Getting Fit with a PCOS Diagnosis

It’s estimated that 1 in 10 women in the UK have polycystic ovary syndrome (PCOS) with 90% expressing that they don’t feel the NHS provides sufficient support to help them deal with their PCOS.

Weight gain is incredibly easy due to abnormal hormonal levels in the body but losing weight will help your PCOS symptoms. Meta-analyses found that a 5-15% loss of body weight in overweight and obese people with PCOS improved most of their symptoms and other studies have shown that exercising without losing weight will still improve symptoms.

That is why getting fit with PCOS is so important. But exercising the way most people do is unlikely to work for you, your workout regime needs to be PCOS specific to get the best results.

Getting fit with PCOS

Resistance training

Resistance training, or weight training, is recommended for women with PCOS because it increases muscle mass. This will enhance the muscle’s ability to handle glucose and can result in an increased insulin sensitivity, which will help you manage your weight.

Weight training 2-3 times per week for 45-60 minutes should get results without overtraining your body, which can have a damaging effect on hormonal balances. Muscle is also metabolically active, meaning it burns calories to sustain itself, so the more muscle you have the more calories you will burn throughout the day, meaning more weight loss.

HIIT Training

HIIT training, short for high-intensity interval training, is a cardio workout that alternates between short bursts of intense exercise and low- intensity exercise. An example is running at your maximum speed on a treadmill for 2 minutes followed by walking for 2 minutes.

HIIT workouts have proven effective for most people, but especially for women with PCOS. This is because it increases the body’s metabolic rate. One study found that HIIT over 10 weeks improved insulin resistance in women with PCOS, despite losing no weight.

So, if your goal is to become fitter and manage your PCOS better through exercise, then HIIT is ideal. HIIT is also beneficial because workouts can be done in a shorter time period and still burn as many calories as other workouts.

If you have a busy life or don’t enjoy exercising, HIIT will give you the benefits, burning up to 30% more calories than other cardio, without having to put too much time in.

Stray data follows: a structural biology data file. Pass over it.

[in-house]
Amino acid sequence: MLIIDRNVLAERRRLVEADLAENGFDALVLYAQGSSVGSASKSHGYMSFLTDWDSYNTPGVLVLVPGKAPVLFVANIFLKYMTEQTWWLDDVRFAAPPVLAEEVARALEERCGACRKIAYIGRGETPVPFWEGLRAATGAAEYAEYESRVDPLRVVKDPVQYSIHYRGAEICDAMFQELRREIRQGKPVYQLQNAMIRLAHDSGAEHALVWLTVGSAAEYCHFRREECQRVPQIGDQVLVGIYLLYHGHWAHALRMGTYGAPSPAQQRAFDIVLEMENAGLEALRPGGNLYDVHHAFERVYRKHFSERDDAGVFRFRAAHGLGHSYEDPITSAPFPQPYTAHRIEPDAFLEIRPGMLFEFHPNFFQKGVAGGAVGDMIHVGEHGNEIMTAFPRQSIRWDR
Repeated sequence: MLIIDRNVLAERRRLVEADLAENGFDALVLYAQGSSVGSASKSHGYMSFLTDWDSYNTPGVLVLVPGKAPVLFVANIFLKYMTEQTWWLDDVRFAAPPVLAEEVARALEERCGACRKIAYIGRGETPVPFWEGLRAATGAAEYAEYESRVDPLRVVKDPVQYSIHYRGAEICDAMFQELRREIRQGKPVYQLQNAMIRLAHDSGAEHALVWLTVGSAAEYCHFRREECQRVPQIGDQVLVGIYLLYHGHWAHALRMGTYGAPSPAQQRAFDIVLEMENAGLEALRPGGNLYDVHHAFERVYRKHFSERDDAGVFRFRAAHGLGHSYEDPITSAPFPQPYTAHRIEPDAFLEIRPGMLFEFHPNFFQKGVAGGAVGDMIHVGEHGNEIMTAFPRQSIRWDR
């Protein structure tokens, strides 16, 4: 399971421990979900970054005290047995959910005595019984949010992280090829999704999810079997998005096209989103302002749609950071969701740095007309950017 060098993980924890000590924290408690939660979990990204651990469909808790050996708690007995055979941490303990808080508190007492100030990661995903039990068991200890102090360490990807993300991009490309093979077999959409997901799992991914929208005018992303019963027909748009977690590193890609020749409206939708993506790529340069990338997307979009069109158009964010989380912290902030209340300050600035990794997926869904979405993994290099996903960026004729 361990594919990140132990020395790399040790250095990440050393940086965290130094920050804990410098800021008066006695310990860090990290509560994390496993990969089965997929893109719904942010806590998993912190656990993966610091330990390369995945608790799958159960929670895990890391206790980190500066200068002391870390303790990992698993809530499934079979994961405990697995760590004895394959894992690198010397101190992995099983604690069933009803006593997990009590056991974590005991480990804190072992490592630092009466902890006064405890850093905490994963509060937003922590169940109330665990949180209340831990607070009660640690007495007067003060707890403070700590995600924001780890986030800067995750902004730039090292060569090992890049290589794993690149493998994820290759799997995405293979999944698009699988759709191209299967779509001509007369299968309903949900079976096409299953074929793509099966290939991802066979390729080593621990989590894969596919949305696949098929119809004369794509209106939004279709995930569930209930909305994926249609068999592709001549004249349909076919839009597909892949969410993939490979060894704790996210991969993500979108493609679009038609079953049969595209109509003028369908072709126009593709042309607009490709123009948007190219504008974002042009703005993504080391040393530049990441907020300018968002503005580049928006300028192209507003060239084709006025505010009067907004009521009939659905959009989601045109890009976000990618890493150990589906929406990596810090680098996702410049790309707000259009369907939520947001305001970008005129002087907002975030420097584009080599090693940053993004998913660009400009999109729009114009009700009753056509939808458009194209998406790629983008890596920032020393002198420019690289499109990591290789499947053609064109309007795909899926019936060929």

Low intensity and moderate intensity workouts

While HIIT training is beneficial, the role of low-intensity and moderate intensity exercise shouldn’t go underrated. Low intensity exercise includes walking, going up and down stairs and doing housework. You can’t really do too much of these exercises as they simply get you moving but don’t put much strain on your body. Moderate intensity exercises, also known as steady-state exercise, include running, biking and using stair climbing machines at the gym.

With a PCOS diagnosis doing too much moderate intensity exercise can be damaging as the body will release the stress hormone cortisol in response to the stress you’re putting your body through. Cortisol can lead to increased appetite and cravings along with irritability and fatigue, all negatively impacting your fitness journey.

Ideally, you don’t want to do more than 30 minutes of moderate intensity training and only 1-2 times a week to avoid too much cortisol in your body.

As difficult as it is to lose weight with PCOS it’s important to remember that it is possible. You need to understand your body and how it reacts to different types of exercise and therefore, which will be most beneficial to you. Ignoring a lot of what you’ve been taught about exercise and making your training regime PCOS specific to suit your body will get you better results, improving your fitness, PCOS symptoms and even losing weight, which will in turn improve your symptoms even more.

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Tarryn Poulton

Tarryn Poulton

Tarryn Poulton is a PN1 Certified Nutrition Coach and PCOS expert who has been a leader in the online PCOS space for over 8 years. Tarryn has the support of leading clinicians from around the world who support her scientific approach to understanding and talking about PCOS this includes all medical journals and ongoing research. You can read more about Tarryn and the team here.

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